Attempting to build the biggest possible buildings in the game would have been hard enough if there was nothing more to it than what I’ve already described. Bears make things more complicated. Once in a while, instead of the usual helpful piece, a bear will appear on your cursor and must be placed on the board. The bear will wander around one space at a time every time you place a piece until it is trapped and cannot move at all. At that time, it will turn into a tombstone, which is a pretty big waste of the limited space you are provided. To get rid of the tombstone, you must combine it with two or more additional tombstones, which of course means trapping more bears. The tombstones will then combine into a church, which also is not particularly useful, and three of those combine into a cathedral. If you manage to put three cathedrals together, you will finally be rewarded for all of this bear hunting in the form of a treasure chest, which can be clicked on to add an item to your inventory (more on that later).
As if the bears weren’t bad enough, there are also ninja bears! These nuisances are placed onto the board just like regular bears, except instead of wandering around one space at a time, they actually teleport randomly from space to space. They cannot be trapped like regular bears; the only way to destroy them is with a rare piece called an imperial bot. When an imperial bot appears on the cursor, it can be used to destroy any piece on the board (or turn a bear or ninja bear into a tombstone). The problem is, in my experience, more ninja bears appear than imperial bots, so it is not unusual for a game to end after the ninja bears become too great in number. That, and you want the ninja bears to teleport to a good spot for the tombstone before you destroy them. The worst part about the ninja bears is that they have an evil tendency to teleport to the exact tile that is the most desirable location to place a piece! DAMN YOU NINJA BEARS! *shakes fist*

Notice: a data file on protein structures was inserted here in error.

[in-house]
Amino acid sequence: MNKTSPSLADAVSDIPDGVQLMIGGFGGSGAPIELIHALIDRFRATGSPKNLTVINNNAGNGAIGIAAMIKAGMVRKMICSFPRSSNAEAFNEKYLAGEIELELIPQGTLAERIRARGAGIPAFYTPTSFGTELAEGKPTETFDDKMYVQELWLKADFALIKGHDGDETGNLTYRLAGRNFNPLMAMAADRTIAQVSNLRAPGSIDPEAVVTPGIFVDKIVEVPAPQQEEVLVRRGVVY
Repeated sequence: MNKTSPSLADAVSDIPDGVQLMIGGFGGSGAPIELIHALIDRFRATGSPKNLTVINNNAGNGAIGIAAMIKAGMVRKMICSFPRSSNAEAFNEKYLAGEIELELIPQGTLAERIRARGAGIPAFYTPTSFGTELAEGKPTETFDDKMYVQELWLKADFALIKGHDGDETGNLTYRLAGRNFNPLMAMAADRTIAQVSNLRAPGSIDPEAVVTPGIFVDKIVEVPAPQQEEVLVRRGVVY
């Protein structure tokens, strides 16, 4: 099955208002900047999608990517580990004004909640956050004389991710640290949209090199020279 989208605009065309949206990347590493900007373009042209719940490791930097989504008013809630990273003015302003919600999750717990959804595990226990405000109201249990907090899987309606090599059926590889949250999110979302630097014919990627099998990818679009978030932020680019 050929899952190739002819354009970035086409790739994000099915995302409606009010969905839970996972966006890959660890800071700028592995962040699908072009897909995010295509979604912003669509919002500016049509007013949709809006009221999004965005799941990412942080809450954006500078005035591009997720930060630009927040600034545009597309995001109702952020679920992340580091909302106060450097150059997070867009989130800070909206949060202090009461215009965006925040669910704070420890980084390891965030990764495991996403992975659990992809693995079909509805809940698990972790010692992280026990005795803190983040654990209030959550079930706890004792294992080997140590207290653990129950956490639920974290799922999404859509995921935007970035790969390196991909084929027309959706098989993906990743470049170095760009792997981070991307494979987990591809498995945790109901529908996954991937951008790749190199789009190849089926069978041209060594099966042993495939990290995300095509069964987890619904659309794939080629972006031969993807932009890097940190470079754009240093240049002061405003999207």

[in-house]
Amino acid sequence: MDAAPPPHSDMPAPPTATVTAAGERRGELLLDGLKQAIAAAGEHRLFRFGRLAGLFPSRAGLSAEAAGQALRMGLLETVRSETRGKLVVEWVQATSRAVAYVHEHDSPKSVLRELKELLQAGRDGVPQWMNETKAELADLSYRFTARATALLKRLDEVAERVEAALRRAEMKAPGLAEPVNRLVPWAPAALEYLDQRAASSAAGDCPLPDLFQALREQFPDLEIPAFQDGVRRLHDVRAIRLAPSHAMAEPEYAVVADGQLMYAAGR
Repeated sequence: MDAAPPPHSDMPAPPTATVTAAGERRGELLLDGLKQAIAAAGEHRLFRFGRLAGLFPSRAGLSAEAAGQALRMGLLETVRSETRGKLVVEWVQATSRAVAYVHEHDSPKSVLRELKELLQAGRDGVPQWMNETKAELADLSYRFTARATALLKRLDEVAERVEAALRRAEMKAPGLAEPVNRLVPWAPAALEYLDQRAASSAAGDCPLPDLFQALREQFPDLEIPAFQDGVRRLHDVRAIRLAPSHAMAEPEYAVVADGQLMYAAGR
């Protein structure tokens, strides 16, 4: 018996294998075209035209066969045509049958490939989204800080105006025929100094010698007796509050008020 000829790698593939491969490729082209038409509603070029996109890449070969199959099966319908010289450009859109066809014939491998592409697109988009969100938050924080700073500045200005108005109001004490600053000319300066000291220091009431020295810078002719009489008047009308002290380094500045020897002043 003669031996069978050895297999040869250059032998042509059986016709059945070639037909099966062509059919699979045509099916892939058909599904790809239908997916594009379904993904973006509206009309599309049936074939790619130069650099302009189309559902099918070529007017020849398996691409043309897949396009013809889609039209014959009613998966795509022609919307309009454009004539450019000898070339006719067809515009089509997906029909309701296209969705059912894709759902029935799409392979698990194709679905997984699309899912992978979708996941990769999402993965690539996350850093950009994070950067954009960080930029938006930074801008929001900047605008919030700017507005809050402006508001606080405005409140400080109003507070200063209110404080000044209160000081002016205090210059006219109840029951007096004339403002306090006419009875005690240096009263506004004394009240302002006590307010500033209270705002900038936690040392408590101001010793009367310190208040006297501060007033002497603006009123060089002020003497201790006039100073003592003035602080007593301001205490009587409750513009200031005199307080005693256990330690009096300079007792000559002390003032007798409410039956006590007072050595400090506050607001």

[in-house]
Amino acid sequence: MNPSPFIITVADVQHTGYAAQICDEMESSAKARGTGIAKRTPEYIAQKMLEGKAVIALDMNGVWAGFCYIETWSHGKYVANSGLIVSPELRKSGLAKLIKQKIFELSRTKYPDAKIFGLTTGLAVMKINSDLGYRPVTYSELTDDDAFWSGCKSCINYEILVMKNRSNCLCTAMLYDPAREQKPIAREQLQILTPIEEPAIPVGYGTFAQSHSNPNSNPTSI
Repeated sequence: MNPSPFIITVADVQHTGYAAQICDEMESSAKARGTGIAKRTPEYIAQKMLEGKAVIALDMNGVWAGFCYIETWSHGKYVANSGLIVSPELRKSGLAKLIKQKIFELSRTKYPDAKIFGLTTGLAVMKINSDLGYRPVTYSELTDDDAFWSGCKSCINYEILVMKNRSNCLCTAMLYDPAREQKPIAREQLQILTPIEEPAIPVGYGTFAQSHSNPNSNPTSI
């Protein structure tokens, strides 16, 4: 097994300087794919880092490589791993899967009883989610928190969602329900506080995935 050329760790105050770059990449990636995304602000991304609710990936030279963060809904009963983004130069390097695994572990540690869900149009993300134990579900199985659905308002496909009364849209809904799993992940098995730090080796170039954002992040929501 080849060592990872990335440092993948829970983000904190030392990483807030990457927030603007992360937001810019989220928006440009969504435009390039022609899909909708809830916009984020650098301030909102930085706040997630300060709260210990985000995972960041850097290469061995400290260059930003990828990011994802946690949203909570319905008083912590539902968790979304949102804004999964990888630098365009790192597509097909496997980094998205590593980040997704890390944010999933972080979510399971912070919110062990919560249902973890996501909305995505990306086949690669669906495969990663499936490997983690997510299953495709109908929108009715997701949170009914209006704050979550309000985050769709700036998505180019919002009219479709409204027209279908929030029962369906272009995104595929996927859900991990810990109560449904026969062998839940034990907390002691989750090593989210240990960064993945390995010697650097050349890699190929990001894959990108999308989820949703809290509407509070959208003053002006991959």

Fortunately, Triple Town is made easier by a couple other mechanics. First, each stage has a spot where a piece can be stored for later use. This becomes essential for planning strategies. There is also another rare piece that makes the game a bit easier. Crystals act like wild cards and can provide the third piece in a match, which comes in very handy later in the game while trying to match up mansions, castles and the other advanced structures. They are also great for clearing out cathedrals to earn that treasure chest I mentioned earlier.
The treasure chests can contain a variety of items. Sometimes you just get points to add to your score, but more often you will get a game piece that can be stored in your inventory for later use. This is different from the storage area on the game board because the items in your inventory do not have to be used in the current game and can be saved for later. Some of the items you get cannot even be used during gameplay, and are instead part of a mini-game that is played between games.